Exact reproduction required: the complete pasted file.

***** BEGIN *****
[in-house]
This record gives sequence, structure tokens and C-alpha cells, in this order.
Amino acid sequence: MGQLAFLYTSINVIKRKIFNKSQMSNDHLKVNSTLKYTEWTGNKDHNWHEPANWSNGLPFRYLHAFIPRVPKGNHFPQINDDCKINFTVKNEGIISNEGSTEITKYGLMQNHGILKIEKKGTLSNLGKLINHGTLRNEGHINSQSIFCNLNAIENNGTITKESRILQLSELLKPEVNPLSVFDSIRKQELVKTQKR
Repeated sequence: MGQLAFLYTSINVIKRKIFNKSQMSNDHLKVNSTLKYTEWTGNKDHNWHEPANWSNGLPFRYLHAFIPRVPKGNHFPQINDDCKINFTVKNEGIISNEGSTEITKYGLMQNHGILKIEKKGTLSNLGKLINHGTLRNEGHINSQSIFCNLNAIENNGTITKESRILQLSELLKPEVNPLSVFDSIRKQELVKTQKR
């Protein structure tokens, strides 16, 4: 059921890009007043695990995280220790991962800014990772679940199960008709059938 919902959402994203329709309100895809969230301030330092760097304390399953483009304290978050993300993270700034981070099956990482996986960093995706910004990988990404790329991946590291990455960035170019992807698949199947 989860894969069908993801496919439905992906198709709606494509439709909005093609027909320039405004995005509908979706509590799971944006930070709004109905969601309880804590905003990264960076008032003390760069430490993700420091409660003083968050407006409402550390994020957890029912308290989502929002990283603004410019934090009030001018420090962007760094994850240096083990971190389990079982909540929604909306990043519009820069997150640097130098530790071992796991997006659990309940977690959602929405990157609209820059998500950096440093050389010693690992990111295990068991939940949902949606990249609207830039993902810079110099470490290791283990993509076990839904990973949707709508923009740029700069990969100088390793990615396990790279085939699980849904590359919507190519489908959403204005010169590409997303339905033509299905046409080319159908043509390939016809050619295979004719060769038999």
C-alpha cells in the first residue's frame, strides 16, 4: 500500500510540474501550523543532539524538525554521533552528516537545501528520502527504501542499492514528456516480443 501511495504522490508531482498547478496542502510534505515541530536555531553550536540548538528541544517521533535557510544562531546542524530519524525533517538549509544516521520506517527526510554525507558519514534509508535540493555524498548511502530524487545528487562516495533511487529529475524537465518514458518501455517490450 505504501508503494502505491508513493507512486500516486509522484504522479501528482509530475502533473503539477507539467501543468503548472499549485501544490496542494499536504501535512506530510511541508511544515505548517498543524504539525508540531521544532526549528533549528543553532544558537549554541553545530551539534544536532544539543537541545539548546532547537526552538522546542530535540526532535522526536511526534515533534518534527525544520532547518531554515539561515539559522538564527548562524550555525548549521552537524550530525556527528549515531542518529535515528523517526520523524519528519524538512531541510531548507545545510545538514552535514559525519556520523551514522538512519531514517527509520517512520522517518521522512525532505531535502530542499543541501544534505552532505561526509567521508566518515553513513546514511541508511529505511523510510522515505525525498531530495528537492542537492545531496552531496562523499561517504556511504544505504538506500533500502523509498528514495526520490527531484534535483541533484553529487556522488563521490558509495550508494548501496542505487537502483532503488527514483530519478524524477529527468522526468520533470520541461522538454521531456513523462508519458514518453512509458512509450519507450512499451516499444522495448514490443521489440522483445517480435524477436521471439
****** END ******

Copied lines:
[in-house]
This record gives sequence, structure tokens and C-alpha cells, in this order.
Amino acid sequence: MGQLAFLYTSINVIKRKIFNKSQMSNDHLKVNSTLKYTEWTGNKDHNWHEPANWSNGLPFRYLHAFIPRVPKGNHFPQINDDCKINFTVKNEGIISNEGSTEITKYGLMQNHGILKIEKKGTLSNLGKLINHGTLRNEGHINSQSIFCNLNAIENNGTITKESRILQLSELLKPEVNPLSVFDSIRKQELVKTQKR
Repeated sequence: MGQLAFLYTSINVIKRKIFNKSQMSNDHLKVNSTLKYTEWTGNKDHNWHEPANWSNGLPFRYLHAFIPRVPKGNHFPQINDDCKINFTVKNEGIISNEGSTEITKYGLMQNHGILKIEKKGTLSNLGKLINHGTLRNEGHINSQSIFCNLNAIENNGTITKESRILQLSELLKPEVNPLSVFDSIRKQELVKTQKR
């Protein structure tokens, strides 16, 4: 059921890009007043695990995280220790991962800014990772679940199960008709059938 919902959402994203329709309100895809969230301030330092760097304390399953483009304290978050993300993270700034981070099956990482996986960093995706910004990988990404790329991946590291990455960035170019992807698949199947 989860894969069908993801496919439905992906198709709606494509439709909005093609027909320039405004995005509908979706509590799971944006930070709004109905969601309880804590905003990264960076008032003390760069430490993700420091409660003083968050407006409402550390994020957890029912308290989502929002990283603004410019934090009030001018420090962007760094994850240096083990971190389990079982909540929604909306990043519009820069997150640097130098530790071992796991997006659990309940977690959602929405990157609209820059998500950096440093050389010693690992990111295990068991939940949902949606990249609207830039993902810079110099470490290791283990993509076990839904990973949707709508923009740029700069990969100088390793990615396990790279085939699980849904590359919507190519489908959403204005010169590409997303339905033509299905046409080319159908043509390939016809050619295979004719060769038999």
C-alpha cells in the first residue's frame, strides 16, 4: 500500500510540474501550523543532539524538525554521533552528516537545501528520502527504501542499492514528456516480443 501511495504522490508531482498547478496542502510534505515541530536555531553550536540548538528541544517521533535557510544562531546542524530519524525533517538549509544516521520506517527526510554525507558519514534509508535540493555524498548511502530524487545528487562516495533511487529529475524537465518514458518501455517490450 505504501508503494502505491508513493507512486500516486509522484504522479501528482509530475502533473503539477507539467501543468503548472499549485501544490496542494499536504501535512506530510511541508511544515505548517498543524504539525508540531521544532526549528533549528543553532544558537549554541553545530551539534544536532544539543537541545539548546532547537526552538522546542530535540526532535522526536511526534515533534518534527525544520532547518531554515539561515539559522538564527548562524550555525548549521552537524550530525556527528549515531542518529535515528523517526520523524519528519524538512531541510531548507545545510545538514552535514559525519556520523551514522538512519531514517527509520517512520522517518521522512525532505531535502530542499543541501544534505552532505561526509567521508566518515553513513546514511541508511529505511523510510522515505525525498531530495528537492542537492545531496552531496562523499561517504556511504544505504538506500533500502523509498528514495526520490527531484534535483541533484553529487556522488563521490558509495550508494548501496542505487537502483532503488527514483530519478524524477529527468522526468520533470520541461522538454521531456513523462508519458514518453512509458512509450519507450512499451516499444522495448514490443521489440522483445517480435524477436521471439